LOS ANGELES | The minions have overtaken “The Lone Ranger.”“Despicable Me 2” is trampling the Johnny Depp Western at the holiday box office, according to studio estimates released Friday. The animated Universal sequel has collected three times more than the Disney cowboy caper since both films debuted Wednesday (plus limited Tuesday-night showings).“Despicable Me 2” has earned $59.5 million in ticket sales to $19.5 million for “The Lone Ranger.” On Independence Day, the margin tightened somewhat, but the animated film still dominated with $24.5 million, compared to the “Ranger’s” $9.86 million.“This was a family weekend,” said Gene Del Vecchio, author of “Creating Blockbusters” and a marketing professor at the University of Southern California. “Kids vote with their requests, parents vote with their dollars, and when those things were combined, they voted for ‘Despicable Me 2.’”The budget for the Universal film was a fraction of that of the Disney Western, which saw production stall because of soaring costs that ended up in the $250 million-range.“This just shows it’s not about the amount of money you spend. It’s about the quality of the script and the production itself,” Del Vecchio said.Poor reviews for “The Lone Ranger” may have contributed to sluggish ticket sales. Chicago Sun-Times critic Richard Roeper called it “slick trash,” while the AP’s Jake Coyle said the two-and-a-half hour spectacle “finally, exhaustingly collapses in a scrap heap of train wreckage.”“”The Lone Ranger’ is, alas, a runaway train,” Coyle writes.It’s a serious misstep for blockbuster producer Jerry Bruckheimer, director Gore Verbinski and megastar Depp, who partnered profitably on the first three “Pirates of the Caribbean” films. Depp’s take on Tonto has been compared unfavorably to Captain Jack Sparrow in face paint.“(The studio thought) if we have Johnny Depp and we transfer him over to another funny hat and call him Tonto, we’re going to be OK,” Del Vecchio said, “but it’s not OK.”Part of the problem, he said, is that children aren’t nearly as familiar with the Lone Ranger as they are with the animated characters in “Despicable Me 2” and last week’s first-place film, “Monsters University.”“Kids really need to be reintroduced to the Lone Ranger,” he said. “Instead, they were introduced to Tonto in the marketing.”Paul Dergarabedian of box-office tracker Hollywood.com said “The Lone Ranger” could still benefit from what he described as a “solid” Fourth of July weekend at theaters.“There still may be some life in this movie,” he said, noting that it benefited from a small uptick from Wednesday to Thursday. “It could actually help ‘The Lone Ranger’ that the overall marketplace is strong.”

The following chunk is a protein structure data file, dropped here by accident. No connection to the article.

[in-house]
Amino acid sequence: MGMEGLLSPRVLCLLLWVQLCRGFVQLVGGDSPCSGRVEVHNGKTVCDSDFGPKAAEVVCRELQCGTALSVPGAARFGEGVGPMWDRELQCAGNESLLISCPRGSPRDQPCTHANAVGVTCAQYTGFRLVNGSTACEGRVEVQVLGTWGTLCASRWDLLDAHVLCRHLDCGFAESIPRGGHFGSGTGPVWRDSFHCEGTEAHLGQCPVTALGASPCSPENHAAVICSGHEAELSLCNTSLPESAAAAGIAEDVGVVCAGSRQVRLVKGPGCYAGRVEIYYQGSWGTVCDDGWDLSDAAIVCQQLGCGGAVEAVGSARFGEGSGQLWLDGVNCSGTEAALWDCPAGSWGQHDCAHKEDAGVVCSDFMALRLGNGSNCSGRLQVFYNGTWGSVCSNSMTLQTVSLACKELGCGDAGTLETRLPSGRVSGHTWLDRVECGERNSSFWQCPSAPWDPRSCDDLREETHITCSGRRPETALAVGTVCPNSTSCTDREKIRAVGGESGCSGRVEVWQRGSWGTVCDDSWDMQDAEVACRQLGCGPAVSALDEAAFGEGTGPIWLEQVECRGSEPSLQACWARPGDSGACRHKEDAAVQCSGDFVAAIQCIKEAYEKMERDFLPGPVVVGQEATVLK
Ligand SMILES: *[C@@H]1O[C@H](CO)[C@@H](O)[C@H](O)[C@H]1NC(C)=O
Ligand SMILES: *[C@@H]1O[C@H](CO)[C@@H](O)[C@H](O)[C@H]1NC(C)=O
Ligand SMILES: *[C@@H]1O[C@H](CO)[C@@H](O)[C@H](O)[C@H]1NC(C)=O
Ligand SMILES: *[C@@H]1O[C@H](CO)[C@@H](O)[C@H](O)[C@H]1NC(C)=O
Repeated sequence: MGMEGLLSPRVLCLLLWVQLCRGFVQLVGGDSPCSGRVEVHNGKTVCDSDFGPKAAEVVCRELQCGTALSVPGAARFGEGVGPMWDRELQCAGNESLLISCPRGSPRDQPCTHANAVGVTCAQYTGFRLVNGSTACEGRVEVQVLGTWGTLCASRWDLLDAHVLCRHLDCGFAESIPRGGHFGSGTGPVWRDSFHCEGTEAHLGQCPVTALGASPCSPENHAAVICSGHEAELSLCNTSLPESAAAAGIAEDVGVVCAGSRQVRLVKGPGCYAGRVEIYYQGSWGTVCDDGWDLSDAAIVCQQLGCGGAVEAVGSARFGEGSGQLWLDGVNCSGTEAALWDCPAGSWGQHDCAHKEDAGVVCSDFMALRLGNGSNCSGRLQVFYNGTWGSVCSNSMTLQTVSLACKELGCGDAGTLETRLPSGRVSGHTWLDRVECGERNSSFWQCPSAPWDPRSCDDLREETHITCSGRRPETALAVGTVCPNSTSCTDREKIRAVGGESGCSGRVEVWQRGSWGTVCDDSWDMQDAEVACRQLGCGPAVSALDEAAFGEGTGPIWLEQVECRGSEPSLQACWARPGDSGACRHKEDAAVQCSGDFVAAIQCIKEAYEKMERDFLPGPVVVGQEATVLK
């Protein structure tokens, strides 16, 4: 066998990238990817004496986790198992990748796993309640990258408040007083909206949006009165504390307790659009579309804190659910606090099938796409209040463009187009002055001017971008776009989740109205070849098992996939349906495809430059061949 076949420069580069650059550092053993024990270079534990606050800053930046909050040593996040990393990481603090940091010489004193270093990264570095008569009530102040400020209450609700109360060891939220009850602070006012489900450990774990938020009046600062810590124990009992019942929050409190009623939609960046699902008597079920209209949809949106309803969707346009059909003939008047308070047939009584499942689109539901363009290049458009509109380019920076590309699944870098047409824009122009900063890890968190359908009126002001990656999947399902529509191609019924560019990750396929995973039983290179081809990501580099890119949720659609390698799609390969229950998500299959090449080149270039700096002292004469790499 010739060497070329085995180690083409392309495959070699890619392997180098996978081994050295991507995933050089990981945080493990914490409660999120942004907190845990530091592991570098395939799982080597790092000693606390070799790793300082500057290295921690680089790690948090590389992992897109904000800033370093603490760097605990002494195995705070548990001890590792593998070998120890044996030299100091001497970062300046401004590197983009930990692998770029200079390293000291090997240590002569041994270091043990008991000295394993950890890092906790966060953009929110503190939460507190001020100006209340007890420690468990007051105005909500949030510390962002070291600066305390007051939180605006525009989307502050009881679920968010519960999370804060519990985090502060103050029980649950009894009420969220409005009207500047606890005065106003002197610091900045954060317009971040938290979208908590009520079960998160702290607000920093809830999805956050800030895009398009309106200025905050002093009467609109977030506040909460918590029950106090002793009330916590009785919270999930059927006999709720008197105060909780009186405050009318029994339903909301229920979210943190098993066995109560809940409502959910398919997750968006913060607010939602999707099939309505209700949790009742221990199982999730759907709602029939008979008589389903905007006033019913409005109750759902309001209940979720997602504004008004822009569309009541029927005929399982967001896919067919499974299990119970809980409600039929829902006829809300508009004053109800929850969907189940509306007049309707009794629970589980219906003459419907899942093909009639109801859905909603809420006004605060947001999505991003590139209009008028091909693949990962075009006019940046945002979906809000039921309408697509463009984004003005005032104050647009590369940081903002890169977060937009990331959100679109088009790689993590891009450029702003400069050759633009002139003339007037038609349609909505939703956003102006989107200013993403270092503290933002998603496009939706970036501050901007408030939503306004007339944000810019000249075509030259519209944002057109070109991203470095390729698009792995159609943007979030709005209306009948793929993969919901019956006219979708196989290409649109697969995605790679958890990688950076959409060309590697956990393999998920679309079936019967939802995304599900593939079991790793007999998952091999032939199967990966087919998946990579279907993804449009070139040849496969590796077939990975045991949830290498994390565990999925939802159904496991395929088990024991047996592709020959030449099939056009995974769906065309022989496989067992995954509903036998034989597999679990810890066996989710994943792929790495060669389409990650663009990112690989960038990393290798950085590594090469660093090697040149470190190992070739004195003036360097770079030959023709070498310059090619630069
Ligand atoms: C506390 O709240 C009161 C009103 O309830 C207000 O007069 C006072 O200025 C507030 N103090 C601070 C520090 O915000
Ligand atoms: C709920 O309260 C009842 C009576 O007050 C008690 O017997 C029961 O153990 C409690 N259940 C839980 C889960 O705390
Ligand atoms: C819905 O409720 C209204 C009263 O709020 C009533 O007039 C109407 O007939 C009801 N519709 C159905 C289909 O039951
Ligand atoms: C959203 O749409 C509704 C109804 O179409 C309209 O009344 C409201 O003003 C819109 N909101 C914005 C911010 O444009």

Carlo Ancelotti believes the striker will return to play against Atletico Madrid on Wednesday night, in the Champions League. Rik Sharma Karim Benzema will not feature for Real Madrid against Malaga thanks to an injury. CEST Ancelotti said: “He’s not available, but we’ll have him back for the next game. He’ll be able to play against Atletico. Benzema spoke to Ancelotti and then left with one of the club physios. The French forward appeared in training with a big bandage on his right knee, but soon stopped after finding a passing drill too uncomfortable. 17/04/2015 Upd. at 20:27 “We’re going to put out the strongest line-up possible to try to win. Malaga are a very dangerous team and we’re not going to change our system.”
By Russell Bennett It was only fitting that Tooradin champion Tom Hussey reached triple figures in his milestone 100th game…[To read the rest of this story Subscribe or Login to the Gazette Access Pass] Thanks for reading the Pakenham Berwick Gazette. Subscribe or Login to read the rest of this content with the Gazette Digital Access Pass subscription.
By Hayley Wildes and Nick Creely AROUND THE GROUNDS YARRA RANGES DIVISION 1 – ROUND 12 Searching for their fourth win of the season, Emerald got…[To read the rest of this story Subscribe or Login to the Gazette Access Pass] Thanks for reading the Pakenham Berwick Gazette. Subscribe or Login to read the rest of this content with the Gazette Digital Access Pass subscription.